What is happening to the giant panda? For my entire life the giant panda (Ailuropoda melanoleuca) has been on the endangered species list. I remember one of my teachers at high school mentioning that the giant panda was no longer endangered and that the population had increased. I also remember not believing him and having my doubts. Conservation regarding the Giant Panda has been overshadowed around the world with regards to climate change, plastic pollution, the Amazon forest on fire or overfishing. The Giant Panda was the iconic animal which was probably the pioneer of modern conservation efforts. see this link for other endangered species.https://conservationcaptured.com/2018/09/28/saving-our-survivors-how-long-do-they-have/
The giant panda is endemic to China. Its diet is made up almost exclusively of bamboo, but it retains a short carnivoran alimentary tract and, consequently, has very low digestive productivity. The animal has some distinct adaptations for ingesting bamboo, a fibre-rich food. Therefore, the giant panda must feed for a large part of each day and consume large quantities of food relative to its body mass. Giant pandas have a promiscuous mating system; males compete for access to more than one adult female. The mating season is principally from mid-March to mid-May. Females without young may also come into heat in autumn and very occasionally in winter. During mating, pandas leave their primarily solitary existence and become more social. Females communicate receptivity with increased scent marking and vocalisations, including moans, bleats, and barks. Males, especially dominant ones that are ready to mate, also vocalise with barks and roars. They often attract other males, leading to a competitive situation. Females give birth to one or two young, but very rarely attempt to raise more than one.
The original symbol of nature conservation
Twenty years ago, conservationists were cynical about the prospects of the giant panda. What they did not foresee was China’s rapid economic rise and concerted effort to apply science, management, and policy to arrest the decline of a species referred to as “China’s national treasure”. Although the number of species has fallen worldwide due to various threats, there has been an increase in the abundance of China’s giant panda, which serves as the biodiversity ﬂagship of the WWF logo. Wild animal protection legislation is significant in China, and the giant panda is the characteristic species of this effort. Given that the giant panda is the ﬂagship species, China has gradually formulated a series of laws and regulations with legal mandates to protect this species, so that giant panda management is enforced by law. The iconic giant panda is a globally adopted symbol of the plight of endangered species.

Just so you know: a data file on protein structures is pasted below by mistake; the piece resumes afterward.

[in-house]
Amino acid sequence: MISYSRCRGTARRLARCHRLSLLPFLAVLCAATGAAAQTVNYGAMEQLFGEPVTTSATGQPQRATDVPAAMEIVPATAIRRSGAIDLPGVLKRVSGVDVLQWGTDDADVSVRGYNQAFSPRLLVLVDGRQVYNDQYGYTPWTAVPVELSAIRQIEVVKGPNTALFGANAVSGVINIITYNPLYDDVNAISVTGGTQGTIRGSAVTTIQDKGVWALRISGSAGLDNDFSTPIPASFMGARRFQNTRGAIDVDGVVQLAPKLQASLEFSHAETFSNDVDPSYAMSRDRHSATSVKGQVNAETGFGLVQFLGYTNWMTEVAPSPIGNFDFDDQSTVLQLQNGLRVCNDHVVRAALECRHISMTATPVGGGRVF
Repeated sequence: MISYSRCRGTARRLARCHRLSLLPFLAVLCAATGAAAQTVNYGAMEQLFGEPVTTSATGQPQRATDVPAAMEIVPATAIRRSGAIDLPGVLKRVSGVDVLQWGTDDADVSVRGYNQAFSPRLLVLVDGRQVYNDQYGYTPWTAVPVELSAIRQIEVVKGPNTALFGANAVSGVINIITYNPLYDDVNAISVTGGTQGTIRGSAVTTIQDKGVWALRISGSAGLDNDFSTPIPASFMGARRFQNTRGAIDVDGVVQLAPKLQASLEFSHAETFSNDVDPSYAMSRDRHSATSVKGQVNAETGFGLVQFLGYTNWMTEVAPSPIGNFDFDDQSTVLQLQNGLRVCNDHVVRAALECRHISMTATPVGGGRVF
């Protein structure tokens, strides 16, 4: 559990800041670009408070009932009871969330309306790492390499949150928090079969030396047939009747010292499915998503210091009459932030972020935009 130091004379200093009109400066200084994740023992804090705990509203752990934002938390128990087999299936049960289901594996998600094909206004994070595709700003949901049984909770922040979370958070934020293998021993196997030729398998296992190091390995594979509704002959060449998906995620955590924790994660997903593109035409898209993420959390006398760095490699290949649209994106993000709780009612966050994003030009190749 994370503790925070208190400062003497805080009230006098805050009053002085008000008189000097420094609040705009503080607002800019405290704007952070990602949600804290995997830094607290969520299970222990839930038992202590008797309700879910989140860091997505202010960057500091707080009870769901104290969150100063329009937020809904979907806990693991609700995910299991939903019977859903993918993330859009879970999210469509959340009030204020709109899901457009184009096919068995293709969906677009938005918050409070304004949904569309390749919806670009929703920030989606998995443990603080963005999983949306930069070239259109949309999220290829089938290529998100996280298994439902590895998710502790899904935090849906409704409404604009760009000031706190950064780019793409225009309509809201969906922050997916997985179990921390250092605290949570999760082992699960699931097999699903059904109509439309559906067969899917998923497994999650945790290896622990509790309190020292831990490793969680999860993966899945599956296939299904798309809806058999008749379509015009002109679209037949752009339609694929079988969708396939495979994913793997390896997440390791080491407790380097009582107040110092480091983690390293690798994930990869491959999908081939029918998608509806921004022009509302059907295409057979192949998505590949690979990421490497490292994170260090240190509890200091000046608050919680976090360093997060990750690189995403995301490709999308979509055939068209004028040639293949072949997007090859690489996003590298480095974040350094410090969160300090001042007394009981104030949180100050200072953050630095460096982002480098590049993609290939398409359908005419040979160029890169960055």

Threats to the Giant Panda
Giant Panda conservation is still under pressure, mainly due to habitat loss and fragmentation, which dramatically increases the risk of small and isolated panda populations becoming extinct. The Chinese government has implemented a new round of collective forest reforms, in which 24% of forest ownership was transferred to residents within the habitat of the giant panda in Sichuan Province. However, as long as the standard of compensation for ecological conservation is lower than the expected beneﬁt from forest exploitation, residents will be inclined toward exploitative operations involving tree cutting and habitat loss.
The structure of protected areas (PAs) and their deﬁcient management system limit the development of PAs for the giant panda; PAs are also negatively inﬂuenced by increased local growth and urbanisation driven by a growing economy. Local sources of disturbance include bamboo logging, ﬁrewood gathering, hunting, cultivation, herb collection, and grazing, among others. However, intense macroeconomic pressures, like resource consumption in order to supply social and economic development, the impacts of climate change, habitat destruction through mining, agricultural land expansion, tourism and leisure, road construction and trafﬁc, and the emission of greenhouse gases by heavy industry persist in giant panda habitats and have contributed for increasing habitat disturbance.
Macro-scale pressures pose more significant threats to the protection of species and habitats, with their effects being noticed more slowly, making them hard to control. Human activities further exacerbate the degree of habitat fragmentation, causing significant interference on the survival, reproduction, and development of giant panda. Currently, the greatest threat to giant panda conservation is economical and social developments, which generate a variety of demands for natural resources, including the direct exploitation of protected species and the indirect exploitation of resources in habitats used by the giant panda. Such exploitation tends to destroy the ecosystem and threaten the protection of species. Currently, there is considerable exploitation and utilisation of giant panda habitat due to economic growth.
Bamboo forests in the current panda habitats would contract rapidly in the 21st century with ongoing climate change. Giant pandas historically lived in warmer regions at lower elevations and consumed many other species of bamboo that the giant pandas no longer feed on because they have moved to higher elevations to avoid human stresses. The roles of inbreeding and inbreeding avoidance in endangered species.